8. Apr 4, 2015 #7
    I guess the point is that twin turbochargers put back pressure on the exhaust stroke which the engine does have to provide some energy to spin the turbos, not all of the energy but some of j. With a setup like im talking about that extra work is being done by a separate energy source. The engine could always be running with full boost.
  9. Apr 4, 2015 #8

    Randy Beikmann

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    voltech444, I have talked to some drag racers that spin up the turbo by injecting fuel and nitrous oxide into the exhaust system ahead of the turbo, and igniting it with a spark. Sounds wild, but effective!
  10. Apr 6, 2015 #9
    I also thought about injecting oxygen and fuel exactly like using nitrous, although it would also be necessary to inject water to keep the temperatures down and create more gas to drive the turbine.
  11. Apr 6, 2015 #10


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    If you do a web search for "youtube Larry Larson Nova" (the Nova is a twin turbo "street legal" drag racer that did 1/4 mile runs just under 7 seconds), you'll find a few videos of this method apparently being used, since in the night time videos, flames can be seen shooting out of exhaust pipes located at the front and rear of the car just before the car launches.
  12. Apr 24, 2015 #11
  13. Apr 25, 2015 #12


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    F1 engines don't operate at low rpms, so the open manifold throttle combined with ecu cutting of fuel method keeps a high rate of exhaust flow at relatively low power settings. A few years ago, even when F1 cars were not turbo charged, this same method was used to increase exhaust flow since it was being used to assist the rear diffuser flow for increased downforce. F1 later changed the rules to not allow this, but it translates into quicker throttle response and/or it may help with the speed of the seamless shifts, so it continued to be used. Back to the current F1 cars, fuel consumption is an issue (100 kg initial fuel load and no refueling), and I don't think that using fuel to keep a turbo charger spinning is more efficient that open throttle with ecu managed fuel output.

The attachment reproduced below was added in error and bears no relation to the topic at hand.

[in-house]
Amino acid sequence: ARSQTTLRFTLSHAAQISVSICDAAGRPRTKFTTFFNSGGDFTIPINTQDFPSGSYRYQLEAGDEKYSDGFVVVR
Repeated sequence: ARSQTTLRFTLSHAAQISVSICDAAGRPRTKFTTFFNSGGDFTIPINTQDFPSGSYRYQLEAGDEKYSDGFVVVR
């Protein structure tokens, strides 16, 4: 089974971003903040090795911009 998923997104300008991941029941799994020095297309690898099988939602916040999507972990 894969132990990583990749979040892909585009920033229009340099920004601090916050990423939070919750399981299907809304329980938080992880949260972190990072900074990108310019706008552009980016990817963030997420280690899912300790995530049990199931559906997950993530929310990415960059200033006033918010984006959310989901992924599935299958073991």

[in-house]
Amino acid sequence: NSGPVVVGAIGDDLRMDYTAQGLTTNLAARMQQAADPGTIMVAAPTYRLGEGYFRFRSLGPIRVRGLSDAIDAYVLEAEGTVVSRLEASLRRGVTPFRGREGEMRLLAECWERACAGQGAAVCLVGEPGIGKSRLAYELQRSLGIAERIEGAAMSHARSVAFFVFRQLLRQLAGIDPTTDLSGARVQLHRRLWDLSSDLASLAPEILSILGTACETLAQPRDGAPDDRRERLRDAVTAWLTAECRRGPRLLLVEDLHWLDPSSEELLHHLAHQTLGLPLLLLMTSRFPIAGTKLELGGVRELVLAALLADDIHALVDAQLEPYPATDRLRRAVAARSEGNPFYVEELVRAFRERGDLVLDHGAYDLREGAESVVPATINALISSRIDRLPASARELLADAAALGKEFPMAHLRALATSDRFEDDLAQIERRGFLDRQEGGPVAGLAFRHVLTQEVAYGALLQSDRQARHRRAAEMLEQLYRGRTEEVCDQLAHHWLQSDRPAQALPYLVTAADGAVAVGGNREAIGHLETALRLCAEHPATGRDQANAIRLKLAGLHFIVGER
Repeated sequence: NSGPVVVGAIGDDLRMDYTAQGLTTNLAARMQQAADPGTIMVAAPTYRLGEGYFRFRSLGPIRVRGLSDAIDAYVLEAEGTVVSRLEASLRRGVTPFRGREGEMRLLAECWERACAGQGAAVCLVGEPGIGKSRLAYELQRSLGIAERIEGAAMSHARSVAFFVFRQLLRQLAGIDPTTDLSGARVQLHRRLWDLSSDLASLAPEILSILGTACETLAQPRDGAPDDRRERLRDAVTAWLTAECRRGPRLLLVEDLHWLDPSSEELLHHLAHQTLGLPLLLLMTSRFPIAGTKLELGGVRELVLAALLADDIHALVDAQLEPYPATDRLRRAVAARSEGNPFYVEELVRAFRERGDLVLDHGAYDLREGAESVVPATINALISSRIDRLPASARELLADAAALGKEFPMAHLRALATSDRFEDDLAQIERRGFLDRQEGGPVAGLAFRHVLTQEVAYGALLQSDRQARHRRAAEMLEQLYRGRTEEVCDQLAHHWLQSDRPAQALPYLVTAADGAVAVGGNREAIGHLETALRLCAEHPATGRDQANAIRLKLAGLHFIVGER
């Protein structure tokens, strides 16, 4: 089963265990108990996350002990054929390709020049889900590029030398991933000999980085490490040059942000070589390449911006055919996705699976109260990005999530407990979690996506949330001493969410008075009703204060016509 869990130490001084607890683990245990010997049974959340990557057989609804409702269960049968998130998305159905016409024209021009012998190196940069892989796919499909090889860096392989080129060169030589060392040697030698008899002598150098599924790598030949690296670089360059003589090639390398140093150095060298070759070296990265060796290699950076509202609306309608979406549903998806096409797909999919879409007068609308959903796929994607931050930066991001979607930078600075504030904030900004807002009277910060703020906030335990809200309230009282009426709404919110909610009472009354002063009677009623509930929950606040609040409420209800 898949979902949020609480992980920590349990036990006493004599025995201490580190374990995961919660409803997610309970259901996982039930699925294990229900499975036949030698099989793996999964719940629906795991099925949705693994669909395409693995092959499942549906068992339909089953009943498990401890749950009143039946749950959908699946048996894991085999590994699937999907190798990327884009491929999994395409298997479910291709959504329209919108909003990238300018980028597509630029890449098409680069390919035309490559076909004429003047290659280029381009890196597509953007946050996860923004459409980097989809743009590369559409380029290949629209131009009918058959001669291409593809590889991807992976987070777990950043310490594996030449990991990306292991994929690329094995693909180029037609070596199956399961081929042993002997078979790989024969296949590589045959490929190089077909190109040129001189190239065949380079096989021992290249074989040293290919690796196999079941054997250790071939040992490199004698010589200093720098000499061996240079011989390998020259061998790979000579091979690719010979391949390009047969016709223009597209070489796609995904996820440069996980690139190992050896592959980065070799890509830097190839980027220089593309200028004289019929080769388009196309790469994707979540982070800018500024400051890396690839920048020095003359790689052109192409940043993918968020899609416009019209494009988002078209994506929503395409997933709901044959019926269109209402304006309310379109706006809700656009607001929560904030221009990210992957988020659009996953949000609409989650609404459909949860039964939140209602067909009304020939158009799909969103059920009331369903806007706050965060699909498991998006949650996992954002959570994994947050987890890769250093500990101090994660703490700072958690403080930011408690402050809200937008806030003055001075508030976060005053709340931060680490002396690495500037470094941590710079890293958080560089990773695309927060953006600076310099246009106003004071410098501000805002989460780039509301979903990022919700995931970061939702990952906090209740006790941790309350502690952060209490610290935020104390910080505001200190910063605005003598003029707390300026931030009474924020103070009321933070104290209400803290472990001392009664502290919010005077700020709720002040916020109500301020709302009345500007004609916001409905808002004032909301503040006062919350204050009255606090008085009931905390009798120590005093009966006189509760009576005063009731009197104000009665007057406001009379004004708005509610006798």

14. May 9, 2015 #13
    Dude......that's an electric motor in the center section of that turbocharger.

    It doesn't matter whether it's on a long haul truck as Volvo uses it or on a formula one engine as Mercedes and a few others will use next year.
    Last edited: May 9, 2015
  15. May 11, 2015 #14


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    Is that how the KERS (kinetic energy recovery system) or at least part of KERS is implemented on F1 race cars these days (since they now have turbo chargers)?
  16. May 12, 2015 #15
    I think the kers system uses electric regeneration using electric motors and batteries. Another system uses a carbon fiber flywheel that spins over 100k rpm if i remember correctly and then uses it just like regenrative braking. I think theres also pnuematic and even hydraulic versions they tried as well.

    There are quite a few companies that are making electric turbos. When the gas engine is just running at a constant speed on the highway or something, the turbo is spinning the generator and storing it in a battery bank. When acceleration is needed the generator works as a motor and spins the compressor. Gives u better efficiency and maximum performance. Only issues is the motor/gen is very expensive because it needs to be designed to work up to 200k rpm, it also needs a complicated expensive inverter to convert the extremely high frequency and voltage down to a usable power. It takes a bit of energy to run the inverter, which lowers the overall efficiency. The only other option is gear reduction, which also uses energy, unless u used magnetic gears.

    There's also companies making electric superchargers that use a Li ion battery pack and gears for centrifugal superchargers, or roots blowers. There are also a lot of scam companies that are selling electric superchargers that wont do **** for your car.